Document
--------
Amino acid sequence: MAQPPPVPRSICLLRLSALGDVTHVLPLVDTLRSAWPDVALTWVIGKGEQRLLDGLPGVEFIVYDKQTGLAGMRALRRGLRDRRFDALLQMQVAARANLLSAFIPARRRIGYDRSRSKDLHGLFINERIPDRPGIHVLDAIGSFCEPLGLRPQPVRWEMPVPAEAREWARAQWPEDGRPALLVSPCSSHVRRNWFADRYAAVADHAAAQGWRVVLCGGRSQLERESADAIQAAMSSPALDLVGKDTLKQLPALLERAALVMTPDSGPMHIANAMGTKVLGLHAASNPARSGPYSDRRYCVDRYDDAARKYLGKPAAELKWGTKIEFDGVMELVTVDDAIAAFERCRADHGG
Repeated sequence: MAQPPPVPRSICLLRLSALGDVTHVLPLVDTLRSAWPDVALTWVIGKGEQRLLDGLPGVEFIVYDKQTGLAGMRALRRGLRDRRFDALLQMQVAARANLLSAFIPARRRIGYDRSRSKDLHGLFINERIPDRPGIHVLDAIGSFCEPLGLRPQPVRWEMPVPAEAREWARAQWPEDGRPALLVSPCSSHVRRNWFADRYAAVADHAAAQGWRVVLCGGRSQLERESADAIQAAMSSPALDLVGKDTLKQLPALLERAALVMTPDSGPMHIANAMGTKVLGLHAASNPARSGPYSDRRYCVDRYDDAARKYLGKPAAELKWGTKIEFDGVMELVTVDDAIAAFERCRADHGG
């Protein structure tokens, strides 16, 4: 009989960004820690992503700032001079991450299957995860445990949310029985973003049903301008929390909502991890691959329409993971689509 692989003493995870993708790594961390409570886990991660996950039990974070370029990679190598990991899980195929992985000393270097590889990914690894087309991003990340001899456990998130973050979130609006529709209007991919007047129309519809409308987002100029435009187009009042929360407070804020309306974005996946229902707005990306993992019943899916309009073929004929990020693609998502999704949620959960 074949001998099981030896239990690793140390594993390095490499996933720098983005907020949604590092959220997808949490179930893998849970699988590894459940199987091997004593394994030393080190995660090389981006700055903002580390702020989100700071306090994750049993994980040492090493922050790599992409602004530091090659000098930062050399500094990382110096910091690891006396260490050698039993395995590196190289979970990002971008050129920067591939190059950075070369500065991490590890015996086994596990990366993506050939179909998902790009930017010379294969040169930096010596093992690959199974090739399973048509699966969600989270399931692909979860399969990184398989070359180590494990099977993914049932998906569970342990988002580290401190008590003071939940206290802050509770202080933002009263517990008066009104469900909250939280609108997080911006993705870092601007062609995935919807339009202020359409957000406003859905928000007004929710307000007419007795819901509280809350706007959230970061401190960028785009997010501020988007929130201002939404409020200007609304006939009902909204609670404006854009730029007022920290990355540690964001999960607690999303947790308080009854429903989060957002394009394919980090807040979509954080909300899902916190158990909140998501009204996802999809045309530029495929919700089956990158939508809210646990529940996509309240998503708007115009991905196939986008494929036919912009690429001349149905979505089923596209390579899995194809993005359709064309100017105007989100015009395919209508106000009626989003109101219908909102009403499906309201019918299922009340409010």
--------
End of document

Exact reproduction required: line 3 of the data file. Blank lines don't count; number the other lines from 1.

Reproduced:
């Protein structure tokens, strides 16, 4: 009989960004820690992503700032001079991450299957995860445990949310029985973003049903301008929390909502991890691959329409993971689509 692989003493995870993708790594961390409570886990991660996950039990974070370029990679190598990991899980195929992985000393270097590889990914690894087309991003990340001899456990998130973050979130609006529709209007991919007047129309519809409308987002100029435009187009009042929360407070804020309306974005996946229902707005990306993992019943899916309009073929004929990020693609998502999704949620959960 074949001998099981030896239990690793140390594993390095490499996933720098983005907020949604590092959220997808949490179930893998849970699988590894459940199987091997004593394994030393080190995660090389981006700055903002580390702020989100700071306090994750049993994980040492090493922050790599992409602004530091090659000098930062050399500094990382110096910091690891006396260490050698039993395995590196190289979970990002971008050129920067591939190059950075070369500065991490590890015996086994596990990366993506050939179909998902790009930017010379294969040169930096010596093992690959199974090739399973048509699966969600989270399931692909979860399969990184398989070359180590494990099977993914049932998906569970342990988002580290401190008590003071939940206290802050509770202080933002009263517990008066009104469900909250939280609108997080911006993705870092601007062609995935919807339009202020359409957000406003859905928000007004929710307000007419007795819901509280809350706007959230970061401190960028785009997010501020988007929130201002939404409020200007609304006939009902909204609670404006854009730029007022920290990355540690964001999960607690999303947790308080009854429903989060957002394009394919980090807040979509954080909300899902916190158990909140998501009204996802999809045309530029495929919700089956990158939508809210646990529940996509309240998503708007115009991905196939986008494929036919912009690429001349149905979505089923596209390579899995194809993005359709064309100017105007989100015009395919209508106000009626989003109101219908909102009403499906309201019918299922009340409010």